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Home Environmental Hazards

by Guest
Posted July 26 2010 09:43pm
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Part of being a positive parent is providing a healthy and safe area for your child to grow.

All parents want their home to be safe, especially once a pregnancy occurs or there are children in the home. Part of being a positive parent is providing a healthy and safe area for your child to grow.

Pregnant woman, babies and young children can be exposed to harmful substances through the air they breathe (i.e. cigarette smoke, indoor air pollution), the food or drinks they eat (pesticides in food or lead from water pipes), or the things they touch (cleaning products). Babies and young children are more susceptible to exposures and hazards because:

  • The systems in their body are still developing. Their skin is thinner and more porous and their airways are smaller and more sensitive to air pollutants and their brain is still developing.
  • They do not have the cognitive skills needed to recognize unsafe items.
  • They put toys or objects in their mouth, play on the floor or grass.
  • They eat, drink and breathe more than adults.

Use this as a guide when doing a safety check of your home.


Keep the following things in mind when you do a walk-through around your garage and attic. Make note of any potential hazards you see.

  • Things like car battery cases, motor oil containers and even garbage bags and luggage may contain hazardous plastics and solvents. Get rid of any old ones you don't need and store the ones you keep locked and away from children.
  • Paints, paint strippers and thinners and varnish may contain Volatile Organic Compound (VOC) solvents that contribute to poor indoor air quality. Get rid of any you don't need and store the rest carefully out of reach.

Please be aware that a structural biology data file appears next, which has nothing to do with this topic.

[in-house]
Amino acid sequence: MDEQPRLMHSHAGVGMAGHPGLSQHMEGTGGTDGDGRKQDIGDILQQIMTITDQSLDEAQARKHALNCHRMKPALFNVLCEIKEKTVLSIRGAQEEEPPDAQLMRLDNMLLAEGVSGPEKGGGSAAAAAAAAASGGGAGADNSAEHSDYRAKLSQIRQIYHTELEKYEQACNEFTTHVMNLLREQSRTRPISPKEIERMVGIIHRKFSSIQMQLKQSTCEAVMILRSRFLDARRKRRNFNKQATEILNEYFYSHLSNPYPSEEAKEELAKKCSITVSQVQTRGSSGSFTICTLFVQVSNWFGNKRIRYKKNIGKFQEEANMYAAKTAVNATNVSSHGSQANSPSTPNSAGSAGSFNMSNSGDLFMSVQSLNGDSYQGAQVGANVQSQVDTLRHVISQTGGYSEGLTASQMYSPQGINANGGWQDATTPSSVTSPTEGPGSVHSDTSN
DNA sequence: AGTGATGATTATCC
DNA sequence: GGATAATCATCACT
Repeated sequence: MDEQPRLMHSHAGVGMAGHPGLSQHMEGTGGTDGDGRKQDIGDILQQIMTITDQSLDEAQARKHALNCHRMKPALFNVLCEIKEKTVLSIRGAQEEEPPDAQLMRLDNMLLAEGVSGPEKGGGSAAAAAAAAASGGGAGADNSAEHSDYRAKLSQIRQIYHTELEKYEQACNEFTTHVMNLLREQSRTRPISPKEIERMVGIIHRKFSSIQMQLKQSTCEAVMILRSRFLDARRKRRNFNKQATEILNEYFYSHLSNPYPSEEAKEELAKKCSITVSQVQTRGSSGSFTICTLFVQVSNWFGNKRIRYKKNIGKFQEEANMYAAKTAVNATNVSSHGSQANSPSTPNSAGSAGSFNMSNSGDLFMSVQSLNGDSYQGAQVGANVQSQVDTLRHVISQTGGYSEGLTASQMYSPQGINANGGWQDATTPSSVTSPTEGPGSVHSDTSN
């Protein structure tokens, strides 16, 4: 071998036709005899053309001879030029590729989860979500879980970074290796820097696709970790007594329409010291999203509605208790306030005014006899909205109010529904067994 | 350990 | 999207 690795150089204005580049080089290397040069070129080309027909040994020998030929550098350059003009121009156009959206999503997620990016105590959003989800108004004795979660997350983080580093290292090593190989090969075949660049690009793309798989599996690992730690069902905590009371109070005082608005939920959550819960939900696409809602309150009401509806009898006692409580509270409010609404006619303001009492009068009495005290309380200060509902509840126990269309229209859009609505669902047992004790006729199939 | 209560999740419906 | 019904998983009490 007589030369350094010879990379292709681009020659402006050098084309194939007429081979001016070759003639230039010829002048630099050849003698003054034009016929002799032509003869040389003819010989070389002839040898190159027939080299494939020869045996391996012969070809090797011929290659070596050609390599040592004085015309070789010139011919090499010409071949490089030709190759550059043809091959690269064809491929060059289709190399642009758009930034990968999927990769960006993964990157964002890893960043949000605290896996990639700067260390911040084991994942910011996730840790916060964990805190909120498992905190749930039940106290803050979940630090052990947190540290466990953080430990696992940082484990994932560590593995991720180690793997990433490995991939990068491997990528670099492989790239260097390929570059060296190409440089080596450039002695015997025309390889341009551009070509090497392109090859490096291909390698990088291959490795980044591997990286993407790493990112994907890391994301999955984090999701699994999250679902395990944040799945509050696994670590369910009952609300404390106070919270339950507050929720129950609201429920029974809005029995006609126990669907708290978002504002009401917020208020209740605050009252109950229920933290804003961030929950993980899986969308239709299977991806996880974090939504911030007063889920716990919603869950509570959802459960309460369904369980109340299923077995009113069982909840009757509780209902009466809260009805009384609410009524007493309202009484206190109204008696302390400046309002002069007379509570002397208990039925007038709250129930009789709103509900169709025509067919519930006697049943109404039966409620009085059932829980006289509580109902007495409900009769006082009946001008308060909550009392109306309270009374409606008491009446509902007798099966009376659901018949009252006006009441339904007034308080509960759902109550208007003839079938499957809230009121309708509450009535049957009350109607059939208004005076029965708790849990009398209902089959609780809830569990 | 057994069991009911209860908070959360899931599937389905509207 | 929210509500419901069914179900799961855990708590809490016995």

• If there is mould or asbestos, expectant moms, babies and young children should stay out of these areas as much as possible until the problem is dealt with.


  • Contaminated soil and dust may contain lead. Replace contaminated soil and try to limit wearing shoes worn outdoors inside your home.
  • Fumigation materials, aerial spraying and house and yard treatment products may contain pesticides. Store house and yard treatment products in a locked place and do not use them where children may play.
  • Personal insect repellent and pet flea products may contain pesticides. Limit your use of these products or use alternatives to flea products.


Old shingles and siding may contain asbestos. Make sure you dispose of them if you can.

Textured paints may contain asbestos; so avoid their use if possible.


The basement may have a home workshop or can become a catch-all area for items that you meant to get rid of, but there they sit – a potential danger for your baby.

The list could include:

  • Adhesives and glues
  • Disinfectants
  • Motor oil containers
  • Old furnaces and asbestos pipe insulation
  • Paints, paint strippers and thinners and varnish

Pregnant woman should limit their exposure to these items. Adhesives, glues, disinfectants, paints, paint strippers, thinners and varnish should be used in well ventilated areas. Again, make sure you get rid of any of these items you don't need. And get asbestos problems fixed now if you can.